Reporter Ed Vogel, writing in the Las Vegas Review Journal on March 22, 1996, said that Nevada governor Bob Miller, sensing a chance for a publicity bonanza, has decided to dedicate the state's Extraterrestrial Highway on April 18 as part of a promotion for the upcoming film "Independence Day," about an alien attack on the Earth. Stars of the film will make the trip with Miller to Rachel, 140 miles north of Las Vegas, to dedicate Highway 375 as Nevada's Extraterrestrial Highway.
Large signs proclaiming the 98-mile highway north of the Nevada Test Site as a haven for aliens will be unveiled during special ceremonies. UFO experts also will be on hand to lead discussions.
The state Transportation Board, chaired by Miller, proclaimed the road as the Extraterrestrial Highway on Feb. 1. The highway is just north of the secret Area 51 base where the Air Force is believed to have tested the stealth, U-2 and other aircraft. Some claim aliens and their downed aircraft have been taken to Area 51 for study.
Besides unveiling the signs April 18, "Independence Day" producers will dedicate a monument for the movie. The monument is supposed to serve as a beacon for outer-space visitors.
The movie will not be released nationally until July 3, but producers plan a celebration on April 17 in Las Vegas during which selected scenes will be shown. "Independence Day" is being tabbed as one of the summer's top movies.
At the recently-held annual National Association of Theater Owners/ShoWest convention in Las Vegas, a vivid assemblage of some 10,000 folks from 45 countries, including a who's-who of Hollywood stars, heard Bill Mechanic, the president of Fox Film Entertainment, describe "Independence Day" as "a movie that will take its place in history alongside 'Star Wars.' It will create 'Star Wars'-like moments -- where were you when you saw it first? It'll create lines like 'Jurassic Park.' "
The film, which stars Jeff Goldblum, Bill Pullman and Will Smith, depicts the invasion of Earth by a huge extraterrestrial force and has $70 million in special effects. An eight-minute clip of the film, shown at the Las Vegas convention, brought a roaring ovation from theatre owners giddy with visions of another theatrical gold-mine rivaling "Jurassic Park."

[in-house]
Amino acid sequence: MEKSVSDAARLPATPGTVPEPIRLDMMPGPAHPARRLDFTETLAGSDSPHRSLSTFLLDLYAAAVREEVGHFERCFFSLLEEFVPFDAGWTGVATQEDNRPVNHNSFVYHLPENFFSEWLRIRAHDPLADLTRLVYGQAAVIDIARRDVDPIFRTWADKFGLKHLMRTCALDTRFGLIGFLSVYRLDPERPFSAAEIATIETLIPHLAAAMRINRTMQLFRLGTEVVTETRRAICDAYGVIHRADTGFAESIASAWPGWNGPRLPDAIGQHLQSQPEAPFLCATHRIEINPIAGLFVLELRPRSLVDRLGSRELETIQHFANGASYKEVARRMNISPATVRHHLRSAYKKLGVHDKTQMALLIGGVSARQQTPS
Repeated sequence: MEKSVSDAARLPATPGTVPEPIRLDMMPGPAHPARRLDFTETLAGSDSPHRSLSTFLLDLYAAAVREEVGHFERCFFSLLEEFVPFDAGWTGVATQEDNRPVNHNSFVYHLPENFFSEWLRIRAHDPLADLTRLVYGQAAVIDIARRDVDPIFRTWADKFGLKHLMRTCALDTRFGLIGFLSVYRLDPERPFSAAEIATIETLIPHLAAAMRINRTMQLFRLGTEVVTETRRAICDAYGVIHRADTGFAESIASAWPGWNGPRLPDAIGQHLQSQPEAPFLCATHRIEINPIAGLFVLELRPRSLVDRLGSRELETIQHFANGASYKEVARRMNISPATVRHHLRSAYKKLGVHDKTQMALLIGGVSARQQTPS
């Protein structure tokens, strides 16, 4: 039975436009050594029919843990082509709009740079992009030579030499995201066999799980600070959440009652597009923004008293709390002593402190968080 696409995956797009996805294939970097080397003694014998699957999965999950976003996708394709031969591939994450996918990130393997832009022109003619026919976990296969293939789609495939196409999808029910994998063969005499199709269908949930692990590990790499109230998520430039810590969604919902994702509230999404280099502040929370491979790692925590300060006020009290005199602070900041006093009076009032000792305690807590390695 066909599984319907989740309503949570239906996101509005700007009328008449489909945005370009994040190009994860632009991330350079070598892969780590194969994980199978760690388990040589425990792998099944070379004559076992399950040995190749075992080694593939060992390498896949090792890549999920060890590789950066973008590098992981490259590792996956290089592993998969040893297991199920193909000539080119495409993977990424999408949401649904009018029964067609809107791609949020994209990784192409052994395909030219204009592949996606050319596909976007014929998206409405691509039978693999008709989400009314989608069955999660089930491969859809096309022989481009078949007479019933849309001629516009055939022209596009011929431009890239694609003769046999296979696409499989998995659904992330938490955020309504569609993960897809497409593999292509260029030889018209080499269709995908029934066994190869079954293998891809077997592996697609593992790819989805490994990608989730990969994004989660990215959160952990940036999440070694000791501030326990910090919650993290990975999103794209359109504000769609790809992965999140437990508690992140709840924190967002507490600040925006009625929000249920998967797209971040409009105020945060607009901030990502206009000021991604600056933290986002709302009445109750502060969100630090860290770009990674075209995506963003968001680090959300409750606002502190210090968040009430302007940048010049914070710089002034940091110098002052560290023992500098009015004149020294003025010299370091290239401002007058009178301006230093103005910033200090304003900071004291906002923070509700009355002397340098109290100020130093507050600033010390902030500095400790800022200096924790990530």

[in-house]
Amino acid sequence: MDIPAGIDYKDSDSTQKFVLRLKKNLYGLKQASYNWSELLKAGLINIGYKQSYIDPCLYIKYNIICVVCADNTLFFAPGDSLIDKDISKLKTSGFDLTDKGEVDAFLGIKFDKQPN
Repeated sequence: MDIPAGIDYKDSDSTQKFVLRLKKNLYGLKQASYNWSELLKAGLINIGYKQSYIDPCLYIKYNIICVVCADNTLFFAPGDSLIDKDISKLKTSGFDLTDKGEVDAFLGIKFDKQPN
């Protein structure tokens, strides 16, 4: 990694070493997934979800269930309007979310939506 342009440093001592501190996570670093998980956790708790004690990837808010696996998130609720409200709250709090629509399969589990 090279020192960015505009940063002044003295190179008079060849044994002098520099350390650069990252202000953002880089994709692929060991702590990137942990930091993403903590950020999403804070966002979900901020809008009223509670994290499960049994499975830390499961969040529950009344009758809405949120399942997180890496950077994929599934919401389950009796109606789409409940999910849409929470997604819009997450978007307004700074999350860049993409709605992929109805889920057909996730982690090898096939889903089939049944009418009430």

Glenn Campbell of the Area 51 Research Center offered his own candid spin on the anticipated summer blockbuster.
"The film is a big-budget remake of 'War of the Worlds,'" he says. "Judging from the original script, the characters seem one-dimensional and the plot predictable. Part of the movie is supposed to take place at 'Area 51,' but this fictional site bears little resemblance to the real facility." Campbell ought to know -- his Area 51 Research Center is the foremost civilian watchdog organization focussed on the super-secret "base that doesn't exist."
"Genuine UFO enthusiasts have reason to be upset about this film," Campbell continues. "The invading aliens are blandly evil and have nothing deeper to say than 'Destroy, annihilate... we'll kill you all.' Billions of earthlings are killed in the course of this movie and most of the world's major cities are wiped out -- but viewers can rest assured there is still time for romance among the leading characters. According to the script, the President of the United States takes to the air as the pilot of a jet fighter in the final climactic battle against the alien mothership. In the end -- you guessed it -- planet earth, or what little is left of it, is saved in the nick of time, and the hero and heroine fall into each others arms.
"It is unfair to judge the movie before its release, however," Campbell cautions, somewhat tongue in cheek, "since the producers have spared no expense in special effects..."
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